Visa sponsorship uncertainty sparks staff loss fears at two care homes

Foreign national workers are 'fearful that they and their families may be deported' as question marks hang over their right to remain in the country.

Visa sponsorship uncertainty sparks staff loss fears at two Edinburgh care homes iStock

Two Edinburgh care homes face losing up to half their staff by the end of the year due to uncertainty surrounding the council’s commitment to sponsoring immigrants’ work visas, a trade union has warned.

Foreign national workers at North Merchiston and Castlegreen care homes are “fearful that they and their families may be deported” as question marks hang over their right to remain in the country, Unison said.

Employees leaving en masse to find sponsorship elsewhere would be likely to have “significant implications” for the council’s “whole health and social care system,” officials have warned –  including longer delays in acute hospitals and “a negative impact on continuity of care for the residents of the care homes,”.

Internal documents seen by the Local Democracy Reporting Service show that managers are preparing to bring in agency workers to fill roles in the event that those affected – around 30 people in total – seek alternative employment.

It comes amid significant challenges recruiting and retaining staff within Edinburgh Health and Social Care Partnership (EHSCP), which is already at ‘critical’ risk of not being able to deliver vital services due to the staffing problems.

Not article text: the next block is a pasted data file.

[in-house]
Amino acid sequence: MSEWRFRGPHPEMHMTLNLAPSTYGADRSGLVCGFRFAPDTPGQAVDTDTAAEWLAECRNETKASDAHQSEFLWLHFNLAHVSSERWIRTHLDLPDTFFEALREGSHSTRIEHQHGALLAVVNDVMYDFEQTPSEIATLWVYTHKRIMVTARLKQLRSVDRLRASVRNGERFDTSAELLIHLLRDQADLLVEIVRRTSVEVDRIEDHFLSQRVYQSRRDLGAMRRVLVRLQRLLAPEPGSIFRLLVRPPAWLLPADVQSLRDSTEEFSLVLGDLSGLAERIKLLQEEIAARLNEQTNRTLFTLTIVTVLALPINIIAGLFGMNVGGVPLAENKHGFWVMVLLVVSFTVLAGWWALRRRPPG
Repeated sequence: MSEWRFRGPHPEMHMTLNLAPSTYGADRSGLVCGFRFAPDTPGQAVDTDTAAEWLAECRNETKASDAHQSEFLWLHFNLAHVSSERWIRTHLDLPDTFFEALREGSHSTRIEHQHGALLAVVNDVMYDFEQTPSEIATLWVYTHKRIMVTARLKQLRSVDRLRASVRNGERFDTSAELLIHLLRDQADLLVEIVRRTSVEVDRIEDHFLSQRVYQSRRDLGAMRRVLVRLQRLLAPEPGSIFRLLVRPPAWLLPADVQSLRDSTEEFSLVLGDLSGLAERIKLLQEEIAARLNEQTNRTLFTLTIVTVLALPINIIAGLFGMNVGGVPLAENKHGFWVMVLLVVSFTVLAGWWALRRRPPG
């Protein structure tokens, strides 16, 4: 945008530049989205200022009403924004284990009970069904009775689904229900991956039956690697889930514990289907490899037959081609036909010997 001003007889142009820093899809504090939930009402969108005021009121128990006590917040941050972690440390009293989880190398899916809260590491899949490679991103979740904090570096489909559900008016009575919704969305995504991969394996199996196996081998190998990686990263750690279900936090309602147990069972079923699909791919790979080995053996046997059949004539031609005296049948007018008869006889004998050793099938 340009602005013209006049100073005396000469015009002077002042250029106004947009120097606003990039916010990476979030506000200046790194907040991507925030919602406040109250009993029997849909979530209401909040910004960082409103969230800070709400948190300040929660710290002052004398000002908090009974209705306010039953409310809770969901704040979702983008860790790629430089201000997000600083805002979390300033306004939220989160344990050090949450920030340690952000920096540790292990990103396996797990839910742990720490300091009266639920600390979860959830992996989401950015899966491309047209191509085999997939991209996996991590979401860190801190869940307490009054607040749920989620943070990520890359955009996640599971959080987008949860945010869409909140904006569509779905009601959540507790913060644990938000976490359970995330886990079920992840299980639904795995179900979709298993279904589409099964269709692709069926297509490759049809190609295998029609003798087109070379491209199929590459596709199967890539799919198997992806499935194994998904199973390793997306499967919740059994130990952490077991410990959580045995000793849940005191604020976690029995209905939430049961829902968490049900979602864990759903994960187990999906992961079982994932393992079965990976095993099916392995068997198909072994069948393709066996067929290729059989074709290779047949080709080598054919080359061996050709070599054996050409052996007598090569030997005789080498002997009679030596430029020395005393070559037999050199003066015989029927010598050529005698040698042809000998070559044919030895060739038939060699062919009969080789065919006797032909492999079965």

Service Conditions Convenor for Unison’s City of Edinburgh Branch David Harrold said “meaningful support from the council’s legal and HR teams” was urgently needed to avoid a crisis. 

North Merchiston and Castlegreen were brought back under council control in May after previous operator Four Seasons Healthcare withdrew from the Scottish market, with 118 care home staff transferred to the authority’s employment. This process “went smoothly” and was aided by “open, cooperative, and accommodating” officers who oversaw the change, Mr Harrold said. 

While 18 of around 50 staff members subject to immigration controls already had their visas sponsored by Four Seasons, making them easily transferable to the council, the majority are on ‘other’, time limited arrangements such as student or dependant visas — nearly two-thirds of which are due to expire before the end of 2023.

Internal documents said many of these individuals were under the impression Four Seasons had “formally confirmed that they would be sponsored at the end of their visa,” but this has been denied by the independent care provider.